Saudi Arabia puts buzz back into Mideast startup scene

Visitors are seen at the Saudi Aramco stand at an exhibition in Manama. The oil giant has become increasingly active in startup funding. (Reuters)
Updated 30 November 2017

Saudi Arabia puts buzz back into Mideast startup scene

LONDON: A maturing investment ecosystem is bolstering startups across the MENA region, according to a new report, with a notable increase in activity from Saudi investment institutions over the past year.
Since 2005, the top 200 funded startups in the MENA region have attracted more than $2 billion in capital, according to a report issued by MAGNiTT, which tracks the development of startups across the region.
To date, the majority of top funded startups in the region were established in the UAE, and the primary financial backers have also tended to be UAE-based.
But a recent uptick in funding from Saudi investment firms points to a developing ecosystem for startups in the Kingdom, according to MAGNiTT founder Philip Bahoshy.
“The Crown Prince has made it part of his Vision 2030 to try to push for further entrepreneurship in the region. While previously it was just an idea, now it is becoming a strong reality,” Bahoshy told Arab News.
As the Kingdom and governments across the Middle East diversify national portfolios away from natural resources and heavy industry, waves of startups providing everything from financial services to digital football fan clubs have burst onto the scene.
Following a number of success stories — including the high-profile acquisition of UAE-based Souq by the American e-commerce giant Amazon — the investment culture supporting startups has developed apace.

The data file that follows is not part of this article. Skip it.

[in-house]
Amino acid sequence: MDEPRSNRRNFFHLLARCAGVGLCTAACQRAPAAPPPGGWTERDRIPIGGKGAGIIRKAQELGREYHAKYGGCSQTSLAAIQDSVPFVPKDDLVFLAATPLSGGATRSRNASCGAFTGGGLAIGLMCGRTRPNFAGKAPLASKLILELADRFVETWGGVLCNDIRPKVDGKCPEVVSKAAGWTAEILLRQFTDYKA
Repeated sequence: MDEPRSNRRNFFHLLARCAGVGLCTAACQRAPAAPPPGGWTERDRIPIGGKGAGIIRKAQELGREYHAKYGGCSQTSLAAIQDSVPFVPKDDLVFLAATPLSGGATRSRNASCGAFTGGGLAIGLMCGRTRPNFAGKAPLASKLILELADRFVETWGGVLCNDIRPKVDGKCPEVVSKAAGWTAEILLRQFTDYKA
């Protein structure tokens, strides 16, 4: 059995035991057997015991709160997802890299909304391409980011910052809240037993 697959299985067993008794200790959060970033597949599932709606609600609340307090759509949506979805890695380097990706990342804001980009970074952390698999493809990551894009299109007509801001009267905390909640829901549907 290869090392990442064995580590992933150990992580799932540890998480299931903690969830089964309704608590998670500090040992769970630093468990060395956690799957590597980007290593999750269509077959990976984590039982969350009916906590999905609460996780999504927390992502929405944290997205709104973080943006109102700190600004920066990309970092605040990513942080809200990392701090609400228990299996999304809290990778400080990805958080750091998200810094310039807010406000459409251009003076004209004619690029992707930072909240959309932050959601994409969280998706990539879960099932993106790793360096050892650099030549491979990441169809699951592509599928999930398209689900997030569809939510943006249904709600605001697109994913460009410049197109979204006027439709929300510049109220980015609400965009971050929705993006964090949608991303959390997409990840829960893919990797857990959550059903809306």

In August, Saudi Aramco Ventures, a unit of the Kingdom’s national oil company, invested more than $20 million in the payments startup PayTabs.
The momentum continued this fall when the Saudi-based restaurant management startup Foodics raised $4 million, with inputs from local funds Raed Ventures and Riyad Taqnia Fund (RTF).
The movement in Saudi Arabia follows a broader regional trend, Bahoshy said, where investors are beginning to see meaningful returns on startups established between 2012 and 2015.
Investors across the region have shown a preference for early-stage funding, according to the report, pouring more than $400 million into Series A funding rounds since 2005.
Still, increasing investment at the earliest stages of the startup cycle remains a challenge. On average, regional startups require over three years to close Series A funding but raise just $1.5 million in the Seed and pre-Seed stages.
Citing the lack of a transparent angel investing community in the region, Bahoshy said that governments and international financial institutions such as the World Bank should help incubate startups in their nascent stages and support local entrepreneurs.
“As more startups enter the ecosystem, you need to continue to fuel the base of that pyramid so (the companies) continue to grow,” Bahoshy explained.
According to the report, Middle East Venture Partners, 500 Startups and Wamda Capital are the most active investors in the region, contributing significant capital to the sector.